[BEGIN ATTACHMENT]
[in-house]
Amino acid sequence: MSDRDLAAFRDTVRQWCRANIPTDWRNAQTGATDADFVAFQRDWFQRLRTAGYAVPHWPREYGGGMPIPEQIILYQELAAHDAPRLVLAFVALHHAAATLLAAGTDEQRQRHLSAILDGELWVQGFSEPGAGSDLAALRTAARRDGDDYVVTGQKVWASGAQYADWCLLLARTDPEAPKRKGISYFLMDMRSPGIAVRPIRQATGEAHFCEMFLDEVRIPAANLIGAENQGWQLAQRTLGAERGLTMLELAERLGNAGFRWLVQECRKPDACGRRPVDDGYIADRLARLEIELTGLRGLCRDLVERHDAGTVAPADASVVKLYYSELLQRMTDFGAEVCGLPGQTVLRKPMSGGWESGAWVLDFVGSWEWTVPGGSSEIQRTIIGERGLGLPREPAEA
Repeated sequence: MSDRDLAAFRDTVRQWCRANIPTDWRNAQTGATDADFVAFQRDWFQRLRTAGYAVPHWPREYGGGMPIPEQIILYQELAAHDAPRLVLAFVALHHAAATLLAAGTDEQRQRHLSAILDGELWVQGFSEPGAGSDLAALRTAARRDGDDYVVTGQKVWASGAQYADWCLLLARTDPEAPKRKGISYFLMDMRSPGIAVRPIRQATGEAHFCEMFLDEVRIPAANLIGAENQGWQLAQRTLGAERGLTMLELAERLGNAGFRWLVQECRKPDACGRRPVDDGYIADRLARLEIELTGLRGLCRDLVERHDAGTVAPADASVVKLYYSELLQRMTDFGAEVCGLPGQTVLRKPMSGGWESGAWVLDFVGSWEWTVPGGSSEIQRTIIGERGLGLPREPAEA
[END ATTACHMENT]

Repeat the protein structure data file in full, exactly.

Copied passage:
[in-house]
Amino acid sequence: MSDRDLAAFRDTVRQWCRANIPTDWRNAQTGATDADFVAFQRDWFQRLRTAGYAVPHWPREYGGGMPIPEQIILYQELAAHDAPRLVLAFVALHHAAATLLAAGTDEQRQRHLSAILDGELWVQGFSEPGAGSDLAALRTAARRDGDDYVVTGQKVWASGAQYADWCLLLARTDPEAPKRKGISYFLMDMRSPGIAVRPIRQATGEAHFCEMFLDEVRIPAANLIGAENQGWQLAQRTLGAERGLTMLELAERLGNAGFRWLVQECRKPDACGRRPVDDGYIADRLARLEIELTGLRGLCRDLVERHDAGTVAPADASVVKLYYSELLQRMTDFGAEVCGLPGQTVLRKPMSGGWESGAWVLDFVGSWEWTVPGGSSEIQRTIIGERGLGLPREPAEA
Repeated sequence: MSDRDLAAFRDTVRQWCRANIPTDWRNAQTGATDADFVAFQRDWFQRLRTAGYAVPHWPREYGGGMPIPEQIILYQELAAHDAPRLVLAFVALHHAAATLLAAGTDEQRQRHLSAILDGELWVQGFSEPGAGSDLAALRTAARRDGDDYVVTGQKVWASGAQYADWCLLLARTDPEAPKRKGISYFLMDMRSPGIAVRPIRQATGEAHFCEMFLDEVRIPAANLIGAENQGWQLAQRTLGAERGLTMLELAERLGNAGFRWLVQECRKPDACGRRPVDDGYIADRLARLEIELTGLRGLCRDLVERHDAGTVAPADASVVKLYYSELLQRMTDFGAEVCGLPGQTVLRKPMSGGWESGAWVLDFVGSWEWTVPGGSSEIQRTIIGERGLGLPREPAEA